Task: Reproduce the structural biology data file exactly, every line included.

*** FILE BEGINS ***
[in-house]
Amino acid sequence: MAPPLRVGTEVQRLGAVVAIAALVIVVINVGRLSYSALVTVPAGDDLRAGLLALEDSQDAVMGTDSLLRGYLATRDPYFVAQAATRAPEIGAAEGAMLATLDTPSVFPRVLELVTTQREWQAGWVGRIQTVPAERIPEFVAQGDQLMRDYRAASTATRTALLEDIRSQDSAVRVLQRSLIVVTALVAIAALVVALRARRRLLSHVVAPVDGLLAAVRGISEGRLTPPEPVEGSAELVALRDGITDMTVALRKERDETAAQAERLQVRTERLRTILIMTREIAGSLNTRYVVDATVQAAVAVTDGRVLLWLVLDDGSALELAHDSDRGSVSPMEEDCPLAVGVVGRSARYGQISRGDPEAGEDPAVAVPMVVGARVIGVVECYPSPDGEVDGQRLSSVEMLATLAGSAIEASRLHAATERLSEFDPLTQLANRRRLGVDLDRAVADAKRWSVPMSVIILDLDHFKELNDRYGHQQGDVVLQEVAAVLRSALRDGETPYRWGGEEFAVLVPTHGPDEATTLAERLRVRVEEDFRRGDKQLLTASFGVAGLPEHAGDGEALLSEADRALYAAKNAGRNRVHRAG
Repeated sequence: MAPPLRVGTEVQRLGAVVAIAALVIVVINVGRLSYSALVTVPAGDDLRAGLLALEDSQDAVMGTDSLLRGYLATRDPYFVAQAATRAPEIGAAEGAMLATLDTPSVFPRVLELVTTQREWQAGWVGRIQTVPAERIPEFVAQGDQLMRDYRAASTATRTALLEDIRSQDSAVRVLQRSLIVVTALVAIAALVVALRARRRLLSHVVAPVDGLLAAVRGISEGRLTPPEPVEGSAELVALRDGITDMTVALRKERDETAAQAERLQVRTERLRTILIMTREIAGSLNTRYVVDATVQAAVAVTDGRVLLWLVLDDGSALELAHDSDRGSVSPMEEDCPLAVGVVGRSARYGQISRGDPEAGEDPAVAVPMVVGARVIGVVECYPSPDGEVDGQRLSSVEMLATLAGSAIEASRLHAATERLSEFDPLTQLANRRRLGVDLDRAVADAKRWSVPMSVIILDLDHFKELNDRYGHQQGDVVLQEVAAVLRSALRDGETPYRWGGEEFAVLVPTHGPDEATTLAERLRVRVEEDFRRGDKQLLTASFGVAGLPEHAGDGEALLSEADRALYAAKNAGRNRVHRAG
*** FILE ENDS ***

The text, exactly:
[in-house]
Amino acid sequence: MAPPLRVGTEVQRLGAVVAIAALVIVVINVGRLSYSALVTVPAGDDLRAGLLALEDSQDAVMGTDSLLRGYLATRDPYFVAQAATRAPEIGAAEGAMLATLDTPSVFPRVLELVTTQREWQAGWVGRIQTVPAERIPEFVAQGDQLMRDYRAASTATRTALLEDIRSQDSAVRVLQRSLIVVTALVAIAALVVALRARRRLLSHVVAPVDGLLAAVRGISEGRLTPPEPVEGSAELVALRDGITDMTVALRKERDETAAQAERLQVRTERLRTILIMTREIAGSLNTRYVVDATVQAAVAVTDGRVLLWLVLDDGSALELAHDSDRGSVSPMEEDCPLAVGVVGRSARYGQISRGDPEAGEDPAVAVPMVVGARVIGVVECYPSPDGEVDGQRLSSVEMLATLAGSAIEASRLHAATERLSEFDPLTQLANRRRLGVDLDRAVADAKRWSVPMSVIILDLDHFKELNDRYGHQQGDVVLQEVAAVLRSALRDGETPYRWGGEEFAVLVPTHGPDEATTLAERLRVRVEEDFRRGDKQLLTASFGVAGLPEHAGDGEALLSEADRALYAAKNAGRNRVHRAG
Repeated sequence: MAPPLRVGTEVQRLGAVVAIAALVIVVINVGRLSYSALVTVPAGDDLRAGLLALEDSQDAVMGTDSLLRGYLATRDPYFVAQAATRAPEIGAAEGAMLATLDTPSVFPRVLELVTTQREWQAGWVGRIQTVPAERIPEFVAQGDQLMRDYRAASTATRTALLEDIRSQDSAVRVLQRSLIVVTALVAIAALVVALRARRRLLSHVVAPVDGLLAAVRGISEGRLTPPEPVEGSAELVALRDGITDMTVALRKERDETAAQAERLQVRTERLRTILIMTREIAGSLNTRYVVDATVQAAVAVTDGRVLLWLVLDDGSALELAHDSDRGSVSPMEEDCPLAVGVVGRSARYGQISRGDPEAGEDPAVAVPMVVGARVIGVVECYPSPDGEVDGQRLSSVEMLATLAGSAIEASRLHAATERLSEFDPLTQLANRRRLGVDLDRAVADAKRWSVPMSVIILDLDHFKELNDRYGHQQGDVVLQEVAAVLRSALRDGETPYRWGGEEFAVLVPTHGPDEATTLAERLRVRVEEDFRRGDKQLLTASFGVAGLPEHAGDGEALLSEADRALYAAKNAGRNRVHRAG